Restoration of rights should be automatic
Why must some Virginians be forced to pay for life for a mistake made years before? After time served, we deserve a new beginning.
Duane Edwards, a former inmate who now is a Virginia Organizing board member, speaks at a news conference on Capitol Square in opposition to Gov. Glenn Youngkin’s rights restoration policies. (Graham Moomaw/Virginia Mercury)
By Duane Edwards and Barbara Harris for Virginia Organizing
We want Gov. Glenn Youngkin to bring back the Restoration of Rights process that previous governors of both parties developed over the 13 years before he took office. It was a simple, fluid process that resulted in tens of thousands of returning citizens getting their rights back. Gov. Youngkin has slowed that down to a trickle even though his administration’s Secretary of the Commonwealth, Kay Coles James, claimed last year that their priority was to make the process more efficient.
We, the authors of this column, both served time in prison years ago, but after we came home we wanted to return to our communities and contribute. We knew that one way to do that was to get our civil rights restored. Back then you had to fill out a 13-page application, get three letters of recommendation, and then, if it was denied, they didn’t tell you why, and you couldn’t apply again for a year. Only a few thousand people succeeded in getting their rights back each year while tens of thousands waited with no assurance that they would ever succeed.
Throughout the 20th century, most returning citizens were unable to secure decent jobs and housing, vote, or live with dignity in Virginia. As soon as they were released, they met with prejudice, especially if they were people of color, and they were shut out of public life. That’s why Virginia Organizing held our first Restoration of Rights workshop in 1999, to teach returning citizens how to apply. Along with many other groups, we met with every governor after that to ask them to improve the process, and they did.
Our chapters register voters every year. Under former Gov. Northam, whenever a formerly incarcerated person told us they couldn’t vote, we could explain to them that they could get their rights back. We could explain the criteria and the steps they had to take. We could pull up the website with the simple application and help them fill it out. And we could feel confident that in about two months, their rights would be restored. We would follow up with them to help them register to vote in time for the next election.
Then Virginia passed the automatic restoration constitutional amendment for the first time and passed the Virginia Voting Rights Act in 2021. Suddenly, Virginia led the nation in civil rights progress. But all the forward strides we’ve made are daily being pushed back to where we started from.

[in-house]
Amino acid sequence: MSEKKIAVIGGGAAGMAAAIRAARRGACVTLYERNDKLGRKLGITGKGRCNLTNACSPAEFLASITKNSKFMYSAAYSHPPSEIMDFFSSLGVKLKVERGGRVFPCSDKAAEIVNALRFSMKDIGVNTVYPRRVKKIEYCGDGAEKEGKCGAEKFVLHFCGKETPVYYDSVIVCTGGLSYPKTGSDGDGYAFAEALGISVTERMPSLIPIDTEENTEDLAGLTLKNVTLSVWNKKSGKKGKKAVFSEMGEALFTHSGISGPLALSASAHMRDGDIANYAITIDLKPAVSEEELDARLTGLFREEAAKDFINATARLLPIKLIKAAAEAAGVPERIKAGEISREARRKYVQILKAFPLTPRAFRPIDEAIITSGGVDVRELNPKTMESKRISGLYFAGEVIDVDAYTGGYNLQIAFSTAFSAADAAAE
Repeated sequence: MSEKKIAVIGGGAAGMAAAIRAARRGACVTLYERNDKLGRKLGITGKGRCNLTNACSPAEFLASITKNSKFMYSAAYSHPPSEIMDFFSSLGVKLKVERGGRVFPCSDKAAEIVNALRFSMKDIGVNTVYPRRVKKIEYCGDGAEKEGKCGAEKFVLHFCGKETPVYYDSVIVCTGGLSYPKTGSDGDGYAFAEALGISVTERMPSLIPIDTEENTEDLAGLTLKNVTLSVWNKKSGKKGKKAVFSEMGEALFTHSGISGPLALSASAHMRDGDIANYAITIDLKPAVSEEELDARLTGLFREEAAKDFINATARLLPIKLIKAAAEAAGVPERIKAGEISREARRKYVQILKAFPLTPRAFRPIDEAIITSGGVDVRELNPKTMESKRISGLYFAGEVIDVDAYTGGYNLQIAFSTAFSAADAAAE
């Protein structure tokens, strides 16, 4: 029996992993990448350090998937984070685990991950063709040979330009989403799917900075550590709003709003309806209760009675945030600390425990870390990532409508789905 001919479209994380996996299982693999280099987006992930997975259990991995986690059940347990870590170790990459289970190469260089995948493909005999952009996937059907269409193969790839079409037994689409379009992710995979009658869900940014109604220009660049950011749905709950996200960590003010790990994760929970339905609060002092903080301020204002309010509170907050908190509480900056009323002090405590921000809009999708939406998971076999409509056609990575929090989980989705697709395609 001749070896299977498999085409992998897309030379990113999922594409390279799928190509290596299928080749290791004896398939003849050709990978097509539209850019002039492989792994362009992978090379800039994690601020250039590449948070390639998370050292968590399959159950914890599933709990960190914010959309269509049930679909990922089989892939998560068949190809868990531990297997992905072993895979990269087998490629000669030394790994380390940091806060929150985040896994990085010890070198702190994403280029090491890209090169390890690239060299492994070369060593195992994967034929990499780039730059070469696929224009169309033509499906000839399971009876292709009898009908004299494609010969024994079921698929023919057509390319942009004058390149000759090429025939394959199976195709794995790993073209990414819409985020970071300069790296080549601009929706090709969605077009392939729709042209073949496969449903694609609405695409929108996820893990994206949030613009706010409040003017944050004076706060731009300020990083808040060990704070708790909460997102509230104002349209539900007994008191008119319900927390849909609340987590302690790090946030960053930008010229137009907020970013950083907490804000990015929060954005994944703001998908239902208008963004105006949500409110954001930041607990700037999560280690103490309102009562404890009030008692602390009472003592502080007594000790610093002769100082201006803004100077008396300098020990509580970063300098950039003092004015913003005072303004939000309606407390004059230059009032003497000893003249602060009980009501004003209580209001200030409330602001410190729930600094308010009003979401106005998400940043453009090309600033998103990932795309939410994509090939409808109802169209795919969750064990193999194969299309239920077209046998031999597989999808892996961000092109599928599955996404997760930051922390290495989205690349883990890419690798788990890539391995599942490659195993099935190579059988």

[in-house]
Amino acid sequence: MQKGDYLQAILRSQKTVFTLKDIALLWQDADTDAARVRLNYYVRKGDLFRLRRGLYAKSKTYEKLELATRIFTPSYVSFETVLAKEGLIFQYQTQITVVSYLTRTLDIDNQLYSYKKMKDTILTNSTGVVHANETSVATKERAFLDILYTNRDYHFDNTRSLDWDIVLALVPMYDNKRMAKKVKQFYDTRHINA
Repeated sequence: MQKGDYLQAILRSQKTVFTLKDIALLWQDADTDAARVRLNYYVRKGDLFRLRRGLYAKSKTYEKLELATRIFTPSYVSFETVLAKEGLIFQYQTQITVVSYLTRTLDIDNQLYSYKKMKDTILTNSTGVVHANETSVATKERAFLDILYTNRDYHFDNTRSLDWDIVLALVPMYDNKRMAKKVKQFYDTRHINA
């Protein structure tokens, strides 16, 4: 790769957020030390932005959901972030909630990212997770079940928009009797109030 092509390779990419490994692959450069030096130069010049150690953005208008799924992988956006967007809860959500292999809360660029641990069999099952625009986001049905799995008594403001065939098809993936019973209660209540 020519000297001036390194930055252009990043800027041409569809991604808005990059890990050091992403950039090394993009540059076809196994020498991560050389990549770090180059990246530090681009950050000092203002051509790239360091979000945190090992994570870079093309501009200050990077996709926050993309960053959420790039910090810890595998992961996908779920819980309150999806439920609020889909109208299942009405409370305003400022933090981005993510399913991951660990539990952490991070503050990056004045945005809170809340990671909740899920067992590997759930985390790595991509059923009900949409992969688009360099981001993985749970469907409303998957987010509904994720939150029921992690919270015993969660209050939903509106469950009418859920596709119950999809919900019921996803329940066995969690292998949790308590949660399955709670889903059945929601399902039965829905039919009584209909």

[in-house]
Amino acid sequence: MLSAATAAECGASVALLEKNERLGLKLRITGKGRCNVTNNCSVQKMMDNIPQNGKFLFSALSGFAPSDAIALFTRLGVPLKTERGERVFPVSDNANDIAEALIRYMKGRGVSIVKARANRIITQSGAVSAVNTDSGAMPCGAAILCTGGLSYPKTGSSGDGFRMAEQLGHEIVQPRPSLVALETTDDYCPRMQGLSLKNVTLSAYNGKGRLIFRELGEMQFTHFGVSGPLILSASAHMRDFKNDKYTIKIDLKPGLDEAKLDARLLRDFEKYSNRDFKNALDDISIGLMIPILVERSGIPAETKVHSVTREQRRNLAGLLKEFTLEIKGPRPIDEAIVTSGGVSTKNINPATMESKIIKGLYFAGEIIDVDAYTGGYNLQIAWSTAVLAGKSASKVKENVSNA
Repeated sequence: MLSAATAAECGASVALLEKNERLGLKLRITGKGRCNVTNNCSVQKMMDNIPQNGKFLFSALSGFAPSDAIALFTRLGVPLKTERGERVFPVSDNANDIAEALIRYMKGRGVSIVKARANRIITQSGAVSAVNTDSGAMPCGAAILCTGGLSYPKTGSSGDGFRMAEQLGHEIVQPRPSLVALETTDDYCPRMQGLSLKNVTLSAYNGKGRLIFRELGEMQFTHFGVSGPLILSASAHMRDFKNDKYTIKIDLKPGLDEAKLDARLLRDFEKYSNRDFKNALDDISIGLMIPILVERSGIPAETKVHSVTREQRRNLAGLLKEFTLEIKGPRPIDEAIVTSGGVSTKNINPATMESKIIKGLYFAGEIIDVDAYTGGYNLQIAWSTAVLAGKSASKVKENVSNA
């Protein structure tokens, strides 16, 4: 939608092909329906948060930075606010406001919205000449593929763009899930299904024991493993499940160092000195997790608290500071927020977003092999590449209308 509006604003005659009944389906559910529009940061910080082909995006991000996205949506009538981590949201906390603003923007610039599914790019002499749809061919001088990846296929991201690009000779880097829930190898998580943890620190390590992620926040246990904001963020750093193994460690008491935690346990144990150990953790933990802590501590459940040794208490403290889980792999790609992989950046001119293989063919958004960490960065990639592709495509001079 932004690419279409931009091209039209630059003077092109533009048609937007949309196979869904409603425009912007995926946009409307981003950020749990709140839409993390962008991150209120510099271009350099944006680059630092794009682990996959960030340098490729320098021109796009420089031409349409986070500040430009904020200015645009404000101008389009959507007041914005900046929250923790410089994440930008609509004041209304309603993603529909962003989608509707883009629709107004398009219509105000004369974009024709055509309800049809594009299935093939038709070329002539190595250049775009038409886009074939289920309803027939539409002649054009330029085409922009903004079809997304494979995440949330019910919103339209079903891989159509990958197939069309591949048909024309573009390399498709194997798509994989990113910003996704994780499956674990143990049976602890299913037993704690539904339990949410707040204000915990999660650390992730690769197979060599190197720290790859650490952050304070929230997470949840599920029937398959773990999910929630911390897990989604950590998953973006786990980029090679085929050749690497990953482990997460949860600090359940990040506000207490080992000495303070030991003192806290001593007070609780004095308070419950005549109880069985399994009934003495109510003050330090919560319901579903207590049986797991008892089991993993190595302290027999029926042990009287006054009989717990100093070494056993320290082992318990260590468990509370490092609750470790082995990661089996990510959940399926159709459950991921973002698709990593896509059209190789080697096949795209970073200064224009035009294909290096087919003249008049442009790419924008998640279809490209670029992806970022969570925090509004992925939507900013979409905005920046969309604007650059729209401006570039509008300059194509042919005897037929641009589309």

Why must a fellow Virginian be forced to pay for life for a mistake made years before? After time served, we deserve a new beginning. In many cases decades have passed and we’re still being penalized. Most returning citizens are just average people, looking for a second chance at a normal life.
Why must a fellow Virginian be forced to pay for life for a mistake made years before? After time served, we deserve a new beginning.
– Duane Edwards and Barbara Harris
We both have children. We taught them that when you make a mistake, you apologize and do what you can to make it right again and then you will be forgiven. We don’t hold their mistakes against them every day forever. This is what we teach our kids, so why are we treating each other like this, with this new policy?
As returning citizens who had the good fortune to benefit from the Restoration Program, we have been able to move forward and become advocates and activists through Virginia Organizing for men and women who are going through what we endured. It has been a blessing to be an integral part of the movement. We want that for every returning citizen.
Let’s all take a stand for our rights and join together to fight the bias against returning citizens, especially people of color. We will take the fight to the community, the city, and the state to help make sure Virginia continues to lead the nation in its commitment to civil rights.
Virginia Organizing is a non-partisan statewide grassroots organization dedicated to challenging injustice by empowering people in local communities to address issues that affect the quality of their lives. Duane Edwards and Barbara Harris are members of Virginia Organizing’s State Governing Board.
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